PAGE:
I mention Senator Watson because he wrote a novel entitled, Bethany: A Story About the Old South.

In this book Watson’s heroine, Nellie Roberts, is modeled after Buck and Susan Story’s daughter, Mae Story. Mae was Buck’s thirteenth child, first daughter. Bethany is the name of the fictitious town in Georgia where the story takes place.

I couldn’t help but notice the odd looking black star markers noting Confederate soldiers. Yes, Grandpa Buck has one too. I picked a few buttercups and placed one on his grave, two on Banny’s.

From the far rescesses of my mind, I heard Aunt Donn.

“Where are my buttahcups? My deah you have been in Lincoln County so many times as of late and no buttahcups for yoah Aunt Donn? No visit to pay respect?”

Perhaps it was my conscious speaking to me rather than Donn. Frankly I have not been able to find Salem Baptist. I can see Salem Baptist Road clearly on the map, but finding my way down these long country roads is a bit overwhelming for an Atlanta gal. But I will try again first thing tomorrow morning.

I left Thomson. As I drove north I thought about my great grandfather, Rad Story. It was about two miles north of Thomson that his body was found in a canebrake so says the Augusta Chronicle Archive. He was shot in the face and received four mortal blows to the back of his head. As I traveled about two miles north of Thomson, I slowed down as I wondered where he fell, where he drew his last breath leaving my grandfather head of the family at age seventeen. Next stop Dunn’s Chapel on Ridge Road in the Leah – Appling community to pay my respects to Rad, always.

My visit to Dunn’s Chapel was the end of a long Saturday. Time for a bubble bath at the Fitzpatrick in a claw foot tub and a good night’s sleep.

Tomorrow morning here. Putting away the Sunday edition of the Augusta Chronicle, I gather my maps and coffee and said good-bye to Gwen and any ghosts that may be lurking about at the Fitzpatrick Hotel. I left Washington-Wilkes and followed the signs to that county shaped like an arrow head, all the while listening to Braveheart.

I passed Amity Road. Sounds familiar. Yes that’s the road I have been looking for! Turned around. Turned left onto Amity Road looking for my next turn Greenwood Church Road, then Woodlawn Amity Road and then Salem Baptist. Only problem, I pass Greenwood Baptist Church and no Greenwood Church Road and I run out of Amity Road. Not wanting to get lost, I turn left onto another never ending country road heading toward Lincolnton. If all else fails, I’ll go 47 to Interstate 20 and go west back to Atlanta.

“Maybe Amity Road crossed this long country road you are on? My deah, how about tu’ning around and try that?”

I find myself having a conversation with my deceased great aunt and funny thing, she was making sense. I turned around, found the road and turned left. No road signs for a while. But eventually, yes, Amity Road continued on, but to where? I was in desolate country now. I pulled over to get my bearings and was surrounded by a pack of aggressive dogs, not a cute little lap puppy in the bunch. With a pounding heart I eased on down the road thankful the top was up. This was not the place to run out of gas or have a flat tire. I’d hate to be here at night. Amity could turn into Amityville Horror Road. I hit the gas and I left the dogs in the dust.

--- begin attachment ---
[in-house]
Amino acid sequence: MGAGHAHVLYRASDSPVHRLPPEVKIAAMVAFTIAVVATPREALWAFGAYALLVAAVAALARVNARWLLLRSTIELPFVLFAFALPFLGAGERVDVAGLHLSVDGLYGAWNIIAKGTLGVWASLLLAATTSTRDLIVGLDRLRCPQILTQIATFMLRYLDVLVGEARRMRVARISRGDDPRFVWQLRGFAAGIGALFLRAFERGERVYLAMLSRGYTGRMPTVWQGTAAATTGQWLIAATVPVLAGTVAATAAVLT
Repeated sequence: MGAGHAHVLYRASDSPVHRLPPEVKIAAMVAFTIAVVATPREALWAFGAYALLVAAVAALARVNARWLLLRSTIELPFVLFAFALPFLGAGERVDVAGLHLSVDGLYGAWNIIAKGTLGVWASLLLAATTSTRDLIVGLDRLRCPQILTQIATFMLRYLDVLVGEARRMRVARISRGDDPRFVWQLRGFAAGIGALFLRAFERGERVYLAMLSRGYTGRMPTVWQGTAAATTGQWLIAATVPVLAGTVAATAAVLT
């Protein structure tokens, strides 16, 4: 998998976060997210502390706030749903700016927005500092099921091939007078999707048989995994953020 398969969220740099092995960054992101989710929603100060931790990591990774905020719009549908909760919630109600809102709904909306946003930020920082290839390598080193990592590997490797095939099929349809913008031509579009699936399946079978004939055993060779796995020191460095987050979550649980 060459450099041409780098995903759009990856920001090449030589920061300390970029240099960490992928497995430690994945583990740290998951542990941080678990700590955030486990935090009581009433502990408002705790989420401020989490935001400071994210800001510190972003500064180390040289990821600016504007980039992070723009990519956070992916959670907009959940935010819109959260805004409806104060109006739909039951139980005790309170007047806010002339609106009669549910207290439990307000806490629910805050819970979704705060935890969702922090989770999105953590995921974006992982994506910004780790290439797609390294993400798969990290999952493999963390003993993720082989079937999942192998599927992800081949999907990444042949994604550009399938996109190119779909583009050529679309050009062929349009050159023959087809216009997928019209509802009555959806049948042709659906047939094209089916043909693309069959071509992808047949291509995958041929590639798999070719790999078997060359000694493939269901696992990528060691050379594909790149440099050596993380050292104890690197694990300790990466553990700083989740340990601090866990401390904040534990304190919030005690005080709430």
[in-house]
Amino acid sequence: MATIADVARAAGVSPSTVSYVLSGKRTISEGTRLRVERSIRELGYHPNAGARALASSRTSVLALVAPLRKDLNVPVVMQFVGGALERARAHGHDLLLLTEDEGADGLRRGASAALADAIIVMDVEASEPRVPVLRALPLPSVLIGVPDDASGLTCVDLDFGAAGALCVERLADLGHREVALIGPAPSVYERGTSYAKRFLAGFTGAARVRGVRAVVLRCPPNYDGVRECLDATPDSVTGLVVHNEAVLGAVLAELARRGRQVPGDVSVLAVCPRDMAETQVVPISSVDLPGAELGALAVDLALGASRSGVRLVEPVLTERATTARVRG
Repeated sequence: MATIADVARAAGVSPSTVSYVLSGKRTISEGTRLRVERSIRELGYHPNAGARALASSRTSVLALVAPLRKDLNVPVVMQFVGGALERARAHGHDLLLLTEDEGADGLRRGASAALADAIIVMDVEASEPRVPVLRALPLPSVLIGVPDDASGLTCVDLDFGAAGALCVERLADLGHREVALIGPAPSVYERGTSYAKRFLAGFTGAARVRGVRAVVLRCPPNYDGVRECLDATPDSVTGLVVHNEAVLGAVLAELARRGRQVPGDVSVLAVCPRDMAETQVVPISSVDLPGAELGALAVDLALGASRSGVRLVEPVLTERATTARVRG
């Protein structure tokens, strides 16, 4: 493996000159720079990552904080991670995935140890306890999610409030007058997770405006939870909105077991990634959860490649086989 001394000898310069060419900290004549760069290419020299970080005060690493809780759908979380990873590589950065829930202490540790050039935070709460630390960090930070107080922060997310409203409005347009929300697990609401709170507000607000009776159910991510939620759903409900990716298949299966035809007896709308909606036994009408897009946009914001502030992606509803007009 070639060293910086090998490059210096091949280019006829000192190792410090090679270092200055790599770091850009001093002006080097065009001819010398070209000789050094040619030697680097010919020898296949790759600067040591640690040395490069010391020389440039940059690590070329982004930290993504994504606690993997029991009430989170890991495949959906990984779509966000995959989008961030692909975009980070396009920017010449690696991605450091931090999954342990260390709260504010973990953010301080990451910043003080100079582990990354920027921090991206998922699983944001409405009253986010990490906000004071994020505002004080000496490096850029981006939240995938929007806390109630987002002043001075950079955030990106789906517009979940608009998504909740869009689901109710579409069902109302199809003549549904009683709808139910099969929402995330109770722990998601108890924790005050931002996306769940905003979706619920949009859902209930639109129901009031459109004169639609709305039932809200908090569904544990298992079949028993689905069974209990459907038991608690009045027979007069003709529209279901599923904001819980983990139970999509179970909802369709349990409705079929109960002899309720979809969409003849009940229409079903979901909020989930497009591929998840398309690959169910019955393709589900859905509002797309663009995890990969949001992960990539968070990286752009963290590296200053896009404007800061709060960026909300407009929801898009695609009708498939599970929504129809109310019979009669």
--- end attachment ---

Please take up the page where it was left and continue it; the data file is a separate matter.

Why in the world am I out here in God knows where, alone? Hadn’t planned it that way. My friend who is a native from Lincolnton had an emergency. Something about business partner falling into water and losing camera equipment. I have a local cousin who has volunteered to show me around, but did not want to call and say, “I’m here!” Not without notice. So I’m on my own looking for Salem Baptist. I can do this. I drive on until I reach another point of decision.

How long will I stay on a road that goes to nowhere? Amity Road seems to go from one name to another, Thomson Highway, Lincolnton Highway and then again no name at all. A few homes barely visible from the road feel unfriendly. Like maybe they are way out here for one reason – to be left alone.

Where in the world am I? I pull over to sip cold coffee and think. I can go left and hope to find Lincolnton, though probably too far south, or I could go right and go to – where?

Thinking, thinking – what to do? Discouraged, I knocked on my rear view mirror in surrender to Aunt Donn.

“Well, Aunt Donn, I can’t look to the ‘nawth’ star because it’s daylight. So much for the county shaped like an arrow head showing me direction,” I mused as I gave into hopelessness.  That’s when I caught a glimpse of a small monument. And lo and behold, what did I see? An arrow – pointing right.

“My deah, why don’t you follow that ar’ow?”

“Got it, Aunt Don.”

Not long, I see a sign near the road.

Turn Here To Find Your Free Ticket To Heaven